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A CurtainUp Review
Who's Afraid of Virginia Woolf?
Edward Albee's "long night's journey into day" depicts the take-no-prisoners game-playing of two toxic spouses. Experts in serial belittling, George and Martha indulge in Olympic imbibing as they entertain and undermine a younger couple who lack the illusions that protect a marriage from too much truth.
But tonight George goes too far — farther than usual in this production. By the end Albee's Achilles-heel fighters must face their feelings minus what Ibsen called the "life lies."
Rich with telling mood shifts, Pam MacKinnon's revival, Steppenwolf's second stab at this show, underlines the fun behind the games before miring us in recrimination and betrayal. A master of passive aggression, Tracy Letts (whose Pulitzer-winning August: Osage County mirrors similar family dysfunction) delivers a George who cracks as he wisecracks, usually at the same time. But this George is almost murderous in second-act game-playing, achieving a ferocity seldom seen even in this relentless hatefest. Just as Albee tests the limits of how far two spouses can push each other without unleashing more than they can take back, MacKinnon's passive-aggressive, three-act pugilistics lands K.O. after K.O., almost exhausting the play's capacity to still shock, nearly 50 years after its premiere.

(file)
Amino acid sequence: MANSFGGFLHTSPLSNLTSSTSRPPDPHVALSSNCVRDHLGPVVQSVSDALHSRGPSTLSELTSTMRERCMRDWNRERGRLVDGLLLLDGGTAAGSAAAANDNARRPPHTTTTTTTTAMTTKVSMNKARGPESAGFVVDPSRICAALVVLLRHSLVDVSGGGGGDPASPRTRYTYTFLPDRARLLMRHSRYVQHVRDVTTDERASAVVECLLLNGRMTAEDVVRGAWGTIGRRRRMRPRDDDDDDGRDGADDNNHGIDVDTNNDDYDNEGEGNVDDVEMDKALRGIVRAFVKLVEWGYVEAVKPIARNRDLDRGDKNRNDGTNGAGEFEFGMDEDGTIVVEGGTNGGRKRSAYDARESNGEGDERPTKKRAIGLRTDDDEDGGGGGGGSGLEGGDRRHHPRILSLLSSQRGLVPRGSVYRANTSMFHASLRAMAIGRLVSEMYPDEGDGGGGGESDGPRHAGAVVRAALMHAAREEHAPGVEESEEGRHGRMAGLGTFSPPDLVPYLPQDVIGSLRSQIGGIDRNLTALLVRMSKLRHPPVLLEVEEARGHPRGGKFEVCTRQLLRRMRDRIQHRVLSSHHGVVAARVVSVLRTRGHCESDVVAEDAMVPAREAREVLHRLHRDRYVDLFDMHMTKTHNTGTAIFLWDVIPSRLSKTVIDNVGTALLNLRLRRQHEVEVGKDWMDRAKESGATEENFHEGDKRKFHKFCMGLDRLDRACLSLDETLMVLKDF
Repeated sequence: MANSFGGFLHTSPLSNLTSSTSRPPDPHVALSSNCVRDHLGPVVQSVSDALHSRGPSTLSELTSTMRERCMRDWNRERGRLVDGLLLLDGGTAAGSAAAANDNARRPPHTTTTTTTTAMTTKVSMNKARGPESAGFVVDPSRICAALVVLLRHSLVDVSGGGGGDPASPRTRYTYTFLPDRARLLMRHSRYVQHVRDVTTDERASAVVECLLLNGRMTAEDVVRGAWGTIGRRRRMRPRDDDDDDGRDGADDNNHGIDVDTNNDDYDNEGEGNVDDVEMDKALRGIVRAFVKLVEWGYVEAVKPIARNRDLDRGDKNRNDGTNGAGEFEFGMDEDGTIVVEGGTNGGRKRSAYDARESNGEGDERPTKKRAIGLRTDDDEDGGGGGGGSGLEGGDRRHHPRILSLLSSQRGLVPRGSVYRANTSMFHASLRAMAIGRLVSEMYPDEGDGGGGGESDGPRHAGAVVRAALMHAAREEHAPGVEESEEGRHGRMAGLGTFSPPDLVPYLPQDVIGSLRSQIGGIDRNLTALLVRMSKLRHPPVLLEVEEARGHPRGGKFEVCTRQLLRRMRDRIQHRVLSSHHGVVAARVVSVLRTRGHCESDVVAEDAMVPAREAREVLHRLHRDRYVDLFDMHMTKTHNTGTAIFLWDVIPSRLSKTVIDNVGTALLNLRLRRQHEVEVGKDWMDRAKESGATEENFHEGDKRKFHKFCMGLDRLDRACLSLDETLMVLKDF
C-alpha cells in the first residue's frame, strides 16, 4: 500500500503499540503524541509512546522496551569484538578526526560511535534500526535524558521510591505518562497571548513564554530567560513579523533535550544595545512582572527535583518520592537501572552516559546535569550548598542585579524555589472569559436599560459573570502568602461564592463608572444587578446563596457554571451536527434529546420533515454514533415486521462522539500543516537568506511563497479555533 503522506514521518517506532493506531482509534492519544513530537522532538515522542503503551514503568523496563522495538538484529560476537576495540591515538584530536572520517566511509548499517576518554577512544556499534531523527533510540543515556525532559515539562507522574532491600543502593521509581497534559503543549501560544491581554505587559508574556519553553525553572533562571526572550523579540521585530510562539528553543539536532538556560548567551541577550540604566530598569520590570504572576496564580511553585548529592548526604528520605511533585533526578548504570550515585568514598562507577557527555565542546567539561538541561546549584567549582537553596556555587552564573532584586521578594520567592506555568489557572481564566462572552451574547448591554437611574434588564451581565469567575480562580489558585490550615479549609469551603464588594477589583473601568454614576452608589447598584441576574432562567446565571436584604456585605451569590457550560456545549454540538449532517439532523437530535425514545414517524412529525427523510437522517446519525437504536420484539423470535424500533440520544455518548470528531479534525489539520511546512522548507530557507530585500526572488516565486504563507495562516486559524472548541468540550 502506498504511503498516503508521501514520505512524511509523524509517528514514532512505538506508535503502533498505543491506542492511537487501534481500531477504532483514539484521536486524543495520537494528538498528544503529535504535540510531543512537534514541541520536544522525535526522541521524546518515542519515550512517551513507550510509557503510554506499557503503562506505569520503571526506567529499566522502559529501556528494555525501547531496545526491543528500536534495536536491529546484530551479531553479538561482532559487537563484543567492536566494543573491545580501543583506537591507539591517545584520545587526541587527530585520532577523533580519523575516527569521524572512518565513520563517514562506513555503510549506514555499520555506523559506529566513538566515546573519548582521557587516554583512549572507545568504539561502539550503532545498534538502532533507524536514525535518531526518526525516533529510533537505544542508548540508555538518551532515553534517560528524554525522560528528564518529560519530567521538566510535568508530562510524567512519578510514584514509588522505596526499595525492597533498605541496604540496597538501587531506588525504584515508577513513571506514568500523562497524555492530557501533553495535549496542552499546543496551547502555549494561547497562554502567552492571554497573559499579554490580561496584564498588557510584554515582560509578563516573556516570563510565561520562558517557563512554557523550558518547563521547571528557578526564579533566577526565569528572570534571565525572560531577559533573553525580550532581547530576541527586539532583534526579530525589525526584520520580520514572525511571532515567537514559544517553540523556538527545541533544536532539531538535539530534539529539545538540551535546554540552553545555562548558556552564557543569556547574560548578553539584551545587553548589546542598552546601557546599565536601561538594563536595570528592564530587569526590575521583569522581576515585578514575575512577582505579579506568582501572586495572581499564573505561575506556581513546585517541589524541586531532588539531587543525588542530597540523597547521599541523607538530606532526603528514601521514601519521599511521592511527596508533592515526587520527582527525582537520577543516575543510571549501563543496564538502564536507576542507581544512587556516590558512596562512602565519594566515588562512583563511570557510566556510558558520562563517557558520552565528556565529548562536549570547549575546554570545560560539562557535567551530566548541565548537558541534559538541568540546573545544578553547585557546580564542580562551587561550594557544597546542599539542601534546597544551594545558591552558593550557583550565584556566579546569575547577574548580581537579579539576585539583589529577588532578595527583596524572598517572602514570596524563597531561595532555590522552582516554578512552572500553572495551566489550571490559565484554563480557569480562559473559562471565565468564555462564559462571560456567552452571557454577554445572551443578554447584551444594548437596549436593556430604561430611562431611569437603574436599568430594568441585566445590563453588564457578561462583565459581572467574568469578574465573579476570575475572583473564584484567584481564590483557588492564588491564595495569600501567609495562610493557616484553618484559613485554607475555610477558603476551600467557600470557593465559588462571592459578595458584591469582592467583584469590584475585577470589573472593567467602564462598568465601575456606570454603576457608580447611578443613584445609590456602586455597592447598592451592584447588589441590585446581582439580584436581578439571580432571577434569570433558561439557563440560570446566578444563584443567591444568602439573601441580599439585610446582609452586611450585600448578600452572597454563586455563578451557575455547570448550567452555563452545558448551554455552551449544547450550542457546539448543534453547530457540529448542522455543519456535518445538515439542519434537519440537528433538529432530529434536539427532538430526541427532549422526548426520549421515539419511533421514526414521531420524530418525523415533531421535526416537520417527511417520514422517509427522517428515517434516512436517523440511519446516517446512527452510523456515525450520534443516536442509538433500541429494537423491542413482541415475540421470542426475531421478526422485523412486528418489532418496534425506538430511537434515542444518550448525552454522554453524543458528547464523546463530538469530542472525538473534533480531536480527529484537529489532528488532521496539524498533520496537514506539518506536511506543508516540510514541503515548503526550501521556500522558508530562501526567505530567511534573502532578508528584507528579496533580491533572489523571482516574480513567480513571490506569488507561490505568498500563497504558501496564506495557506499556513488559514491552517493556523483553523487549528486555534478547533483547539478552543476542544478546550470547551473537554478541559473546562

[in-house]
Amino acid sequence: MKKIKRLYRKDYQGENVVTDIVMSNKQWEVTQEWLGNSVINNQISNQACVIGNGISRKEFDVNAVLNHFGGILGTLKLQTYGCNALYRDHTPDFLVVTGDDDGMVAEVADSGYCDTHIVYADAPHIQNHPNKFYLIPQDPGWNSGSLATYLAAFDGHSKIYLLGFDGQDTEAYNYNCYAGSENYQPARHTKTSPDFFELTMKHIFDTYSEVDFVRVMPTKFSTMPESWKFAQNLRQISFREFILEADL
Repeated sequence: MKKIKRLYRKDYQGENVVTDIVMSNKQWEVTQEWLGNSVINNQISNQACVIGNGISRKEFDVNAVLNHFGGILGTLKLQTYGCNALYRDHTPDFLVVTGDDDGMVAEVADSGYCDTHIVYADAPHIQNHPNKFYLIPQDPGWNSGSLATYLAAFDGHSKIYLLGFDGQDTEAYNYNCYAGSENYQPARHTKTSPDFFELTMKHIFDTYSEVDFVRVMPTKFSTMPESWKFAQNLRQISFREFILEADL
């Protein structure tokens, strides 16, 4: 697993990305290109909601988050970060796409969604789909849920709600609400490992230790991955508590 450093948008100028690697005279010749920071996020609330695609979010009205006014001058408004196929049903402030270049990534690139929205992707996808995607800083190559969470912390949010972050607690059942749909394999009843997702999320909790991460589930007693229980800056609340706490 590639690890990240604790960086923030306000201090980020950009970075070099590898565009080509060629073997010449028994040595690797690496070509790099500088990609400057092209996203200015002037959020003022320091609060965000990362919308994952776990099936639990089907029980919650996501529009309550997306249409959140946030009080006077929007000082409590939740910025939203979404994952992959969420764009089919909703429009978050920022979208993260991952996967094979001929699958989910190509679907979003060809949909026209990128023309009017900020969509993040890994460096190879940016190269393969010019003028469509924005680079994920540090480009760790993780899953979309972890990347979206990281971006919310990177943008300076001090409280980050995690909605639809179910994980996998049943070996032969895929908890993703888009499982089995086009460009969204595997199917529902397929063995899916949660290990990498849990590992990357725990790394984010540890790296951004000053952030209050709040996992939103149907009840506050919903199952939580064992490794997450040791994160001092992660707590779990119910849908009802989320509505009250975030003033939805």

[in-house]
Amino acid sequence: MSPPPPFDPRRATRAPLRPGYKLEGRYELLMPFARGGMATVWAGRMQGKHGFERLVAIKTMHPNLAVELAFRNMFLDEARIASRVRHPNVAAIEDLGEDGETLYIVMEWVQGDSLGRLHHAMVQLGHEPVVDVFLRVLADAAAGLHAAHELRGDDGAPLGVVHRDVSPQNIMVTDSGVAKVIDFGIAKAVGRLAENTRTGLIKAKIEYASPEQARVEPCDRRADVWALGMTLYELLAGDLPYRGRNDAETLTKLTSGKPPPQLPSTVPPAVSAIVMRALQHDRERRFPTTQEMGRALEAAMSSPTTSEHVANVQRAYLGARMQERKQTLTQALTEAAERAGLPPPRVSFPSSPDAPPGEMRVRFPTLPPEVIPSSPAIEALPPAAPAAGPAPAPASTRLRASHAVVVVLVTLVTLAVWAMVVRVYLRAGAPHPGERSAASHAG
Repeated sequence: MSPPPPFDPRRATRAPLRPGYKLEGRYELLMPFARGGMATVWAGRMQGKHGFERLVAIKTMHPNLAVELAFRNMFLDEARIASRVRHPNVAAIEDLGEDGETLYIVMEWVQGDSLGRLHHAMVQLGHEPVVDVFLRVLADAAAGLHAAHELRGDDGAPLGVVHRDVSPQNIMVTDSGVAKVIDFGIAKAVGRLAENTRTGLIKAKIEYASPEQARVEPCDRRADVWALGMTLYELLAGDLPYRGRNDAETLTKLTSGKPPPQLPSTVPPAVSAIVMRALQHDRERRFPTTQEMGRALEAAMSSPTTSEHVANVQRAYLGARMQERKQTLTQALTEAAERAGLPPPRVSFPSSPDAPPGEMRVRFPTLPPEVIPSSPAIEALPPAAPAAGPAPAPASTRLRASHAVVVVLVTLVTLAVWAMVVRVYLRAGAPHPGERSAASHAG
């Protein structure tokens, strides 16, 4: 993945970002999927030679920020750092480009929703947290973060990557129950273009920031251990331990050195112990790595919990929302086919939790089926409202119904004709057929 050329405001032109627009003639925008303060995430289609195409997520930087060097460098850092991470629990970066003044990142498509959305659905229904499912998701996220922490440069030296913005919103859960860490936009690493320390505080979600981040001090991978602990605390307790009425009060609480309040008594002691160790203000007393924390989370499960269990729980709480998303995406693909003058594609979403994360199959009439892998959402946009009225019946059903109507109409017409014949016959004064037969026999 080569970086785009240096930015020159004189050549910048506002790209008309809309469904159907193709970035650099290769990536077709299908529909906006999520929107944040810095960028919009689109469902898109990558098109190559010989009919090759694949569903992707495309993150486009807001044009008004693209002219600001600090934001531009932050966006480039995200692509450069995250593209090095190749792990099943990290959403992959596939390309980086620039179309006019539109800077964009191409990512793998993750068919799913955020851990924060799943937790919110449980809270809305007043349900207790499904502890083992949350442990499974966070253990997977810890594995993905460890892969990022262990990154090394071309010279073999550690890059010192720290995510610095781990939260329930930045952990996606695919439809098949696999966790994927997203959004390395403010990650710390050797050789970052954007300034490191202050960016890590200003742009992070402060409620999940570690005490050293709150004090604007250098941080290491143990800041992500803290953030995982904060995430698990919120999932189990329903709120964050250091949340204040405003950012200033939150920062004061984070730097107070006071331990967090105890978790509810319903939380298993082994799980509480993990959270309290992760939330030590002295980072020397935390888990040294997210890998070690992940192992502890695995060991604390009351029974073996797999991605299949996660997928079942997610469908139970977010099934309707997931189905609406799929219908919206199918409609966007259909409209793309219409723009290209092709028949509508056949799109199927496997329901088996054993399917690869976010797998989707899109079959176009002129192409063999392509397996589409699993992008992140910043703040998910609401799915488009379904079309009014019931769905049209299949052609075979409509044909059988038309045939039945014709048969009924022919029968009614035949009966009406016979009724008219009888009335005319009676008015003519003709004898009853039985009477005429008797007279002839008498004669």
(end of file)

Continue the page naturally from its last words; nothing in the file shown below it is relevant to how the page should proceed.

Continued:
Though lacking the faded majesty of Albee's "earth mother," a still- sensuous Amy Morton shows how Martha's thwarted maternal impulses have been twisted into sexual predation. This controlling virago is used to having her way with her cowed husband and the faculty newbies she beds, human sacrifices to all that's missing in her life. What takes her by surprise as much as by force is George's ruthless willingness to break the rules of the last game until it can no longer be played. The audience is equally astonished.
As neurasthenic Honey, Carrie Coon finds the heartbreak in hysteria, managing to be vulnerable and ridiculous at the same time. Already worn down by life, Madison Dirks is not the usual muscular, musky Nick. But his weakness makes him ripe for conquest by an older couple who, like the cosmopolitan one in Albee's The Play About the Baby, are capable of manifold deception — of themselves even more than others.
At play's end we usually see George and Martha, crushed into honesty as Martha sobs on the living room couch and the sun streams through the front window. But here the couple, reduced by refugees in their own home, are deep downstage and on the floor, surrounded by a cold spot while the dawn comes up without any redeeming sunlight. It's not at all clear that George and Martha can heal more than they hurt.
For more about Edward Albee see Curtainup's Albee Backgrounder.